The Dutch Central Bank (DNB) presents statistics that were unthinkable before. DNB expects gross domestic product to shrink by 6.4 percent in 2020. Bas Jacobs, Sijbren Cnossen Professor of Public Economics at Erasmus School of Economics, has not seen any surprising figures and calls the contraction incredibly miserable.
For this year, DNB is counting on the strongest job decline since the 1970s, which means that around four hundred thousand jobs may be lost. According to the central bank, unemployment will rise to 4.6 percent of the labour force in 2020. Because many companies will not start reorganising until next year, that percentage is expected to rise to 7.3 percent, which equates to seven hundred thousand jobseekers. The growth rate for 2021 is estimated at 2.9 percent and for 2022 DNB expects a positive growth rate of 2.4 percent. This recovery is far from enough to compensate for the damage.
The figures are very uncertain because no one knows how long the pandemic will last or when a remedy will be found. Therefore, the central bank takes into account a base scenario, a mild variant and a gloomy one. The base scenario is used as a reference scenario and DNB keeps many reserves. Barbara Baarsma, Professor at the University of Amsterdam, argues that we should place the negative numbers in a positive light. Compared to other European countries, the effects in the Netherlands are still limited thanks to the good condition of our economy at the start of the pandemic and the partial lockdown that allowed parts of the economy to carry on as before. She also points out that even before the outbreak of the virus, the Netherlands was quite a digital country, in the sense that we are used to making online purchases and to work online. Finally, we have a relatively large aid package from the government, which compensates for part of the damage.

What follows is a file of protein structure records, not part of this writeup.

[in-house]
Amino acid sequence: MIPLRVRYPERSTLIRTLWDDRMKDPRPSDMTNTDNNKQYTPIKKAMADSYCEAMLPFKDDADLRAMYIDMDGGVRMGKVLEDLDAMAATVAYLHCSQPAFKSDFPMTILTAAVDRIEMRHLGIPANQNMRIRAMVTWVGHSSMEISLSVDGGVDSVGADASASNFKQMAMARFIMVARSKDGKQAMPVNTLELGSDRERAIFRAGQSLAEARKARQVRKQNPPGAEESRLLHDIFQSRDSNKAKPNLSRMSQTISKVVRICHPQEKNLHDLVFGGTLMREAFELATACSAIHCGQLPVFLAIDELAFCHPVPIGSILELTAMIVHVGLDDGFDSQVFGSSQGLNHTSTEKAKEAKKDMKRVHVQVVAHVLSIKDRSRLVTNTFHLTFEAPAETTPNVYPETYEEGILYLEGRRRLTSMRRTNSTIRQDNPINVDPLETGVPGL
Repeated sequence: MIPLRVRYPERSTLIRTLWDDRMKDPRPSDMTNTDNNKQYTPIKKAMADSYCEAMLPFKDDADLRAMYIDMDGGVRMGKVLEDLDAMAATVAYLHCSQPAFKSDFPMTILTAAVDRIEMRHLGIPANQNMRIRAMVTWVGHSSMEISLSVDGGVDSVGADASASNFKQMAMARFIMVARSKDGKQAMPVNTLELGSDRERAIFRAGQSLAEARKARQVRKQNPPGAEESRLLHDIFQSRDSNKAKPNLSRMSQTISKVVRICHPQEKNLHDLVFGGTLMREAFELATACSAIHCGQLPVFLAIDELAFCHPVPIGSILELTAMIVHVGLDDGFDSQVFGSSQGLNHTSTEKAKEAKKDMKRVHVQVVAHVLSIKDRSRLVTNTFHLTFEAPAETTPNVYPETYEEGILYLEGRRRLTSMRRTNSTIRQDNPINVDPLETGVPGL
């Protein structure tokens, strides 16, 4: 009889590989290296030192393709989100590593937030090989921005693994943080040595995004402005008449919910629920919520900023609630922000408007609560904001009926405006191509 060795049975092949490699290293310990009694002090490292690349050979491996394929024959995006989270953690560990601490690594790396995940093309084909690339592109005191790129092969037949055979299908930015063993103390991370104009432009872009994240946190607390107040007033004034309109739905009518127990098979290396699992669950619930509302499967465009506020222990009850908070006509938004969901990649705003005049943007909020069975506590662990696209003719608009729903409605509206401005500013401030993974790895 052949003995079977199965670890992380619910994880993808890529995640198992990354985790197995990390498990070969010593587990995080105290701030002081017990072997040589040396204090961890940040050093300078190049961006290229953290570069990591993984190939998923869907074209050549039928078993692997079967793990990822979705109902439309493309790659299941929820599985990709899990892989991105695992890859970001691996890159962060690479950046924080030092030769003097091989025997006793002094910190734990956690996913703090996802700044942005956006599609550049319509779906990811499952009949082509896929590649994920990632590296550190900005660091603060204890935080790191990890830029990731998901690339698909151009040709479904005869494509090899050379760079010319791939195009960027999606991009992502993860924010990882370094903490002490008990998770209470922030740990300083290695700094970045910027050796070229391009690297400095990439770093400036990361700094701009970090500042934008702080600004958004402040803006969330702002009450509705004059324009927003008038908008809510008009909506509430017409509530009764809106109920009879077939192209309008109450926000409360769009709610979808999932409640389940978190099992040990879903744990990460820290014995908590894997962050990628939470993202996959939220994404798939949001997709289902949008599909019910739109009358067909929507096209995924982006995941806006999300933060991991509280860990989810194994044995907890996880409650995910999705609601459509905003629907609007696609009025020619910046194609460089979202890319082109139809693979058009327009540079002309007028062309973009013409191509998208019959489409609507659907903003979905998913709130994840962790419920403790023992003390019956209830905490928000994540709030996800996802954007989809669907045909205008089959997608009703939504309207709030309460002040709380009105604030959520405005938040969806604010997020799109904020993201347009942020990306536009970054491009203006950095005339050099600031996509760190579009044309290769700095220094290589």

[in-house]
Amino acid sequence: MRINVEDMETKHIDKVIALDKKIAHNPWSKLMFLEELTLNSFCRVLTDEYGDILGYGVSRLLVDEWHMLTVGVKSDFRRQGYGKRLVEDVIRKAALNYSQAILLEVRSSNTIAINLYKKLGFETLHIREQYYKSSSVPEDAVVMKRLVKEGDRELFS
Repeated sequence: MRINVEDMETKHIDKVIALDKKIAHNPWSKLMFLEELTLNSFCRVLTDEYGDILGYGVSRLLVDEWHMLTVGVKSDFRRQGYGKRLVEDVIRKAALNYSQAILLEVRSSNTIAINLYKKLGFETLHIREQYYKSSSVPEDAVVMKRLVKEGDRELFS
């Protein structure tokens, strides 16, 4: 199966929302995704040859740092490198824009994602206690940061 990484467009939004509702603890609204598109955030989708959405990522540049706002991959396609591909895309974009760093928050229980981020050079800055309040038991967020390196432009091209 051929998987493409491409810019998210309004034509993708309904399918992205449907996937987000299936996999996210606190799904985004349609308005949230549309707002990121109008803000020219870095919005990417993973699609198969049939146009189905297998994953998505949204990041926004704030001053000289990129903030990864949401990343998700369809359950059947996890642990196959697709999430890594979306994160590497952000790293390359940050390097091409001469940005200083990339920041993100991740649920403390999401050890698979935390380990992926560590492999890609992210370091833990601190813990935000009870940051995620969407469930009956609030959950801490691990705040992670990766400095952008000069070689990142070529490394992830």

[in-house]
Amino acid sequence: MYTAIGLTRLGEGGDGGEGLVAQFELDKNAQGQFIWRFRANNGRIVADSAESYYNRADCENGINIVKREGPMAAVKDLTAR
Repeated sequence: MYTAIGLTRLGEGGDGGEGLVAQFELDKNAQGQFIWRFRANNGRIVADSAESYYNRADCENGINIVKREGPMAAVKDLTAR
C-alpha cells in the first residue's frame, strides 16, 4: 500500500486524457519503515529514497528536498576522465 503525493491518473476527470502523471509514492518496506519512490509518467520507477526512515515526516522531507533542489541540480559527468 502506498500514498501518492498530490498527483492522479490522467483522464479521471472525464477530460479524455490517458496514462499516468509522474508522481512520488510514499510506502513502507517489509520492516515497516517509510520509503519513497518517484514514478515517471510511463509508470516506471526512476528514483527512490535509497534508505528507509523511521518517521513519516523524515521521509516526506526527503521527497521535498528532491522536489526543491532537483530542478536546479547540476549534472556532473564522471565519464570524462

The Dutch economy is taking longer to recover compared to other European countries. Our country is highly dependent on exports and therefore on the global economy, which is hit hard. World trade is slowly rising and so is our ability to recover. Jacobs points out that as an economist it is very difficult to foresee what the structural damage will be on the supply side of the economy. Due to the closure of various sectors, the belief of companies that a new normal is created with among other things a distance of 1.5 metres, and the belief that business models are no longer usable and that they should be reorganized, cause a decline in the supply side. According to Jacobs, the economy is now in a state of coma, so to speak, and it's impossible to say how much of it is remaining once we return to full strength. The damage recovers slowly, because a large part of the production capacity will simply no longer be there, states Bas Jacobs.